Most of us are able to find our way around the balance sheets and profit and loss accounts of a company, but there are matters which are frequently overlooked. This is a vast subject and this article selects a few choice areas when dealing with a business asset.

1. Make sure you have the entire accounts

Regularly, only the filed accounts are furnished on disclosure. Always ensure that full accounts have been disclosed. Any competent single joint expert (SJE) will need these but this is frequently overlooked. All too often we have seen disclosed accounts without accompanying notes: make sure you have the notes and the detailed profit analyses that are usually prepared by the company accountants.

2. Business plans

The temptation for a business owner to downplay the prospects of the business is often irresistible. Ask for the business plan. One may be prepared for internal reasons or to gain bank funding; Coronavirus Business Interruption Loan Scheme (CBILS) loans usually required a business plan.

3. Treat the company accountant valuation with scepticism

While a valuation prepared by the company accountant may superficially look attractive, it may be, on simple analysis, risible. Remember they are producing the valuation for their client and will not be viewing the business dispassionately. Commonly, the company accountant will advance a net asset valuation when it is wholly inappropriate. We have known this even when the accountant is supposedly engaged by both parties and purportedly neutral.

4. Do not assume the company valuation is necessary

A one-person personal services company is unlikely to have any value other than its net assets.

Do not underestimate the inherent problems in attempting to value a small private company where there is limited market activity to which to compare it. There has been significant judicial comment:

‘… In my experience, valuations of shares in private companies are among the most fragile valuations which can be obtained.’ (Moylan J in H v H [2008] EWHC 935 (Fam) §5)

‘Valuations are often a matter of opinion on which experts differ. A thorough investigation into these differences can be extremely expensive and of doubtful utility.’ (Lord Nicholls in Miller v Miller; McFarlane v McFarlane [2006] UKHL 24 at §26)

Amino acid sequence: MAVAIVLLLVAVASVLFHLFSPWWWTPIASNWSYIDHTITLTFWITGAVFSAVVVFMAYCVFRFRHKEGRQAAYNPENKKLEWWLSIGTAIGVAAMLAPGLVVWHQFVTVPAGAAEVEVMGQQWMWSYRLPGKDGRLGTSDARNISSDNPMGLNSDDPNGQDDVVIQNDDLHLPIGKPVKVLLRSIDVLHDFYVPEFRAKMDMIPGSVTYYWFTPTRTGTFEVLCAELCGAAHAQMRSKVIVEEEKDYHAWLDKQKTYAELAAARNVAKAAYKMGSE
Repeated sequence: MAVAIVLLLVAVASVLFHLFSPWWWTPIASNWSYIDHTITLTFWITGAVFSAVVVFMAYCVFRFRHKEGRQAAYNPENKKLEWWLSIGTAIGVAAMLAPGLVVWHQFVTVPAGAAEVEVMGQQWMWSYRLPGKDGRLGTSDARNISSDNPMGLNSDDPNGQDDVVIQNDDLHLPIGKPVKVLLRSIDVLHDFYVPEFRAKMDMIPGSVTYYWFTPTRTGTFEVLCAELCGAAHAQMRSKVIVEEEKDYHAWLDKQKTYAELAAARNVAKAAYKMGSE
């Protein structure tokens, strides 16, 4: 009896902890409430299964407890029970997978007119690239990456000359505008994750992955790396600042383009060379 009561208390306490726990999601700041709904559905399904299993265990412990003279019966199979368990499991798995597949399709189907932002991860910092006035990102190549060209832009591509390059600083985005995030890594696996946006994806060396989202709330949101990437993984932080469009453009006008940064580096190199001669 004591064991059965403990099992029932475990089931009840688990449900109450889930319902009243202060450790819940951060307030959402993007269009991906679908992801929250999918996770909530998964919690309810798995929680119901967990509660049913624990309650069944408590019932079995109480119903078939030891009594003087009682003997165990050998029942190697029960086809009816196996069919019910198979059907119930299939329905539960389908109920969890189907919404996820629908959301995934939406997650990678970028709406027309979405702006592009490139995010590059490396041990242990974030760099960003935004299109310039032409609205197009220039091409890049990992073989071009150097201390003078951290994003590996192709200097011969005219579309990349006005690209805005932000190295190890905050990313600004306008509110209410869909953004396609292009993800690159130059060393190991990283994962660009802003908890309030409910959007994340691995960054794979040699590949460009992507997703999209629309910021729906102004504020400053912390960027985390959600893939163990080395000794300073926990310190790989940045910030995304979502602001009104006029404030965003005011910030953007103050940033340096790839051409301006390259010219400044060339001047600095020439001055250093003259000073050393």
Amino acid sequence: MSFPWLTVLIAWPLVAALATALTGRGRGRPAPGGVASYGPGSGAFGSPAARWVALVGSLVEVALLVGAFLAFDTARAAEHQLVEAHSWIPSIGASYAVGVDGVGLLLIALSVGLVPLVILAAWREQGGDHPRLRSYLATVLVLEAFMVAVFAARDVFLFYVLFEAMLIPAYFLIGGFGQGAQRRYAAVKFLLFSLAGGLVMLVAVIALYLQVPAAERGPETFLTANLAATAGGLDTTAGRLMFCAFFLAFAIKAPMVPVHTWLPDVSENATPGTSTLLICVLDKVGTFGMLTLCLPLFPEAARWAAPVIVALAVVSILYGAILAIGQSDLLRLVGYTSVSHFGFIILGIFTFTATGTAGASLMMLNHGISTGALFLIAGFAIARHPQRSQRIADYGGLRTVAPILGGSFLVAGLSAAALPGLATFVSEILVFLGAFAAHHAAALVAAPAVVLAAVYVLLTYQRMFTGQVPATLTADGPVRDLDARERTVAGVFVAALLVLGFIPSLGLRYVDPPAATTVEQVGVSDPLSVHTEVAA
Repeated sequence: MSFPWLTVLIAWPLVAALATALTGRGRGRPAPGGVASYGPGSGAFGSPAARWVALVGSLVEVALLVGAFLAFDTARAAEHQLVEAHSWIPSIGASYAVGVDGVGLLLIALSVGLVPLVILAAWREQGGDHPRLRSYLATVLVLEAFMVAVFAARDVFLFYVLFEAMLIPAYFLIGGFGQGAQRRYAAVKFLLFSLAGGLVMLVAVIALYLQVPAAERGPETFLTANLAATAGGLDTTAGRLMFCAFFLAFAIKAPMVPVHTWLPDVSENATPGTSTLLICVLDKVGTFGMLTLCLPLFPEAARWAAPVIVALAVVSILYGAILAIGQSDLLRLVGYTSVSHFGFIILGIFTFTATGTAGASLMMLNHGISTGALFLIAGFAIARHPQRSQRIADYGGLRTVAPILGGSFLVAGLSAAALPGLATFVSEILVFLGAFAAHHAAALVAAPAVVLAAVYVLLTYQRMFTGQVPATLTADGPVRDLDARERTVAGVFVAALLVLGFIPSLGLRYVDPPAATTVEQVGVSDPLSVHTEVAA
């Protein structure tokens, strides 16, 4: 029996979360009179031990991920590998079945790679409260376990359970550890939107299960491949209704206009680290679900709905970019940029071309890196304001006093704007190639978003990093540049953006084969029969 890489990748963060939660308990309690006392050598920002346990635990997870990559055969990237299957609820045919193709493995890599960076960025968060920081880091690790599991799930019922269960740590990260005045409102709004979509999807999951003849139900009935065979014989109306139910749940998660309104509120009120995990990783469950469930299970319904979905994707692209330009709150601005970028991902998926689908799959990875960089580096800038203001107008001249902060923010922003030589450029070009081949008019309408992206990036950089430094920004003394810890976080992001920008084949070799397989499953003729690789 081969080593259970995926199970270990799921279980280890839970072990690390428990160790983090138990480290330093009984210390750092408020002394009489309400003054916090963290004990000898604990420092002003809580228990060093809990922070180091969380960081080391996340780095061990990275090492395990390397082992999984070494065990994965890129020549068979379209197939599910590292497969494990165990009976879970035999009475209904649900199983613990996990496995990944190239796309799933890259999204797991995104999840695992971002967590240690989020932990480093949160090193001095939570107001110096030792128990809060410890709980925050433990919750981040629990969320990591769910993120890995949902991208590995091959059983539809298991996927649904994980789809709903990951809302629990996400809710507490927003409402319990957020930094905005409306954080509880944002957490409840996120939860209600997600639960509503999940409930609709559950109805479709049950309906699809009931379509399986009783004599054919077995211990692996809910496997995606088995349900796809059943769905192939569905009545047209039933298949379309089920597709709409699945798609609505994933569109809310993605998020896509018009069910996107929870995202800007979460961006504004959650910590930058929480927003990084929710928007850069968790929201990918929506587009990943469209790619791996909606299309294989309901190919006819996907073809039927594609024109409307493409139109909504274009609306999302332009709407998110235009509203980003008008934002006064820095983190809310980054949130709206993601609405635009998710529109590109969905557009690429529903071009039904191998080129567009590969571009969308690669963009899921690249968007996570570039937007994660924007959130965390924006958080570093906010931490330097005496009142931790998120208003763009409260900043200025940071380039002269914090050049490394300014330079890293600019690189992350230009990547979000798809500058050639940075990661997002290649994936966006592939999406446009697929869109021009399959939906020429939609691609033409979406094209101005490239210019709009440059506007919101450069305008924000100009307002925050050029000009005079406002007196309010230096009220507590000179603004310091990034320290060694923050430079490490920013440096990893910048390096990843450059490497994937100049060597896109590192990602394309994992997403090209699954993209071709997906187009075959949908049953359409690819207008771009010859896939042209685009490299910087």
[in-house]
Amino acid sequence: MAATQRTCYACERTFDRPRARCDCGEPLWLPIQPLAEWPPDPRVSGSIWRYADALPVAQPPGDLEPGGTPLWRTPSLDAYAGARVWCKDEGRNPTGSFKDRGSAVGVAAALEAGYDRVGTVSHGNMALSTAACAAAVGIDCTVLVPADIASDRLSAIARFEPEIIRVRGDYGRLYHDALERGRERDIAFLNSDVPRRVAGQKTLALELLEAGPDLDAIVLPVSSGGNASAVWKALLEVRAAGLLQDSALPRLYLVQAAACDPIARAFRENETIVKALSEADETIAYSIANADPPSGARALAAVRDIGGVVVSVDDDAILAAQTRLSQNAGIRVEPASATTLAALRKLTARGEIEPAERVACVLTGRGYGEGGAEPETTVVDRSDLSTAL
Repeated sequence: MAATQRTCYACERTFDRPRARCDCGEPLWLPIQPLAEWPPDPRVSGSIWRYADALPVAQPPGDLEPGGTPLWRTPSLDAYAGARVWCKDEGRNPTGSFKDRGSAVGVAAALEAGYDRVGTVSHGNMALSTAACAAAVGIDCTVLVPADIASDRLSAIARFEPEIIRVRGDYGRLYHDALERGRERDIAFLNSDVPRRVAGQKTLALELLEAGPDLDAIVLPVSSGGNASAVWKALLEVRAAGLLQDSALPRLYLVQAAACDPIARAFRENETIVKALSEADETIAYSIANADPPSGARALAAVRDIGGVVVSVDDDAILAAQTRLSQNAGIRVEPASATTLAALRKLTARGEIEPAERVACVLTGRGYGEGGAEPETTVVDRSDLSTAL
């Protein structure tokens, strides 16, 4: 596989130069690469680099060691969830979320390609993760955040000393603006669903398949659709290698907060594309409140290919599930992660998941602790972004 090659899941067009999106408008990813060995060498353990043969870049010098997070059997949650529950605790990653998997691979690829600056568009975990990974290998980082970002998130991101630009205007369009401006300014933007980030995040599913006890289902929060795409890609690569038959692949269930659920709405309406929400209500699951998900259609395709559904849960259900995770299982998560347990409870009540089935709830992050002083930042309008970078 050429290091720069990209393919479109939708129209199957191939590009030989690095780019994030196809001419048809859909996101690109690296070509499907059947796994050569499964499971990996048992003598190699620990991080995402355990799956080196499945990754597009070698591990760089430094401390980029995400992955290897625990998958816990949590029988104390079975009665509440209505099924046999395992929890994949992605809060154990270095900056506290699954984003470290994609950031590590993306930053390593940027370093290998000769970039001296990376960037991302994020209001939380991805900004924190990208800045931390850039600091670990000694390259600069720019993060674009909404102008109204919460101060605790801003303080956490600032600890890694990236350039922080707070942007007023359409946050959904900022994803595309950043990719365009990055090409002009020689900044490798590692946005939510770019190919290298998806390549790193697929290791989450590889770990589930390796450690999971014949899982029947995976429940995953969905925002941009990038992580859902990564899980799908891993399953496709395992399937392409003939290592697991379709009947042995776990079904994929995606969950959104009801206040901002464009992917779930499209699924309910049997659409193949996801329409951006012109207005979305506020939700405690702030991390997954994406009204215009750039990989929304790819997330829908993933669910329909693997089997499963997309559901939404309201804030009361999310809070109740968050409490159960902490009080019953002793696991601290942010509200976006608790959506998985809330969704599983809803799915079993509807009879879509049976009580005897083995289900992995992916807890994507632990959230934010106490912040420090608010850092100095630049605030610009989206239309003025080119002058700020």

‘The reasons for this are many. In the first place there is likely to be no obvious market for a private company. Second, even where valuers use the same method of valuation they are likely to produce widely differing results. Third, the profitability of private companies may be volatile, such that a snapshot valuation at a particular date may give an unfair picture. Fourth, the difference in quality between a value attributed to a private company on the basis of opinion evidence and a sum in hard cash is obvious. Fifth, the acid test of any valuation is exposure to the real market, which is simply not possible in the case of a private company where no one suggests that it should be sold.’ (Lewison LJ in Versteegh v Versteegh [2018] EWCA Civ 1050 at §185)

In G v T [2020] EWHC 1613 (Fam) Nicholas Cusworth QC provides an excellent review of the authorities in this area. (See also We all need a G v T, Michael George, 3PB Briefing Note.)

Think what the nature of the company is and its trading activity: even where the figures are large, a valuation may not be appropriate (see Cooper-Hohn v Hohn [2014] EWHC 4122 (Fam)). 

Also bear in mind the risk of double counting the capital and income source (see V v V [2005] 2 FLR 697).

5. Don’t buy a dog and bark yourself

Often it is patently obvious from the outset that an SJE will need to be instructed and yet the application is accompanied by reams of questions about the business. The questions may be relevant to the issue of valuation, but it is worth remembering that, if properly instructed, the expert will liaise directly with the parties and will make their own focused enquiries.

6. Don’t assume cooperation

When the expert begins to probe it can often provoke pushback from the party who is looking to give the appearance of a less than valuable asset.

It often saves problems further down the line if there is a direction for agreement that the parties will respond within seven days to any request by the SJE. We recommend that authority is granted as part of the letter of instruction, or in the order itself, for the expert to liaise directly with the external company accountant and/or finance director if appropriate.

7. Don’t assume the dog you have bought will go looking for buried bones

Lay parties, in particular, assume that because a forensic accountant has been appointed there will be an ‘audit’. Generally, the instruction is to value the business and make enquiries about liquidity. Requests for information will be proportionate to the court’s objective and replies will be taken at face value unless obviously out of kilter.

If there are serious reservations that the company is being run as the proprietor’s ‘piggy bank’ where significant personal expenses are being ‘put through the books’ and not posted as drawings or benefits in kind, then it may well be appropriate to seek disclosure of company bank accounts, director’s loan account and the like.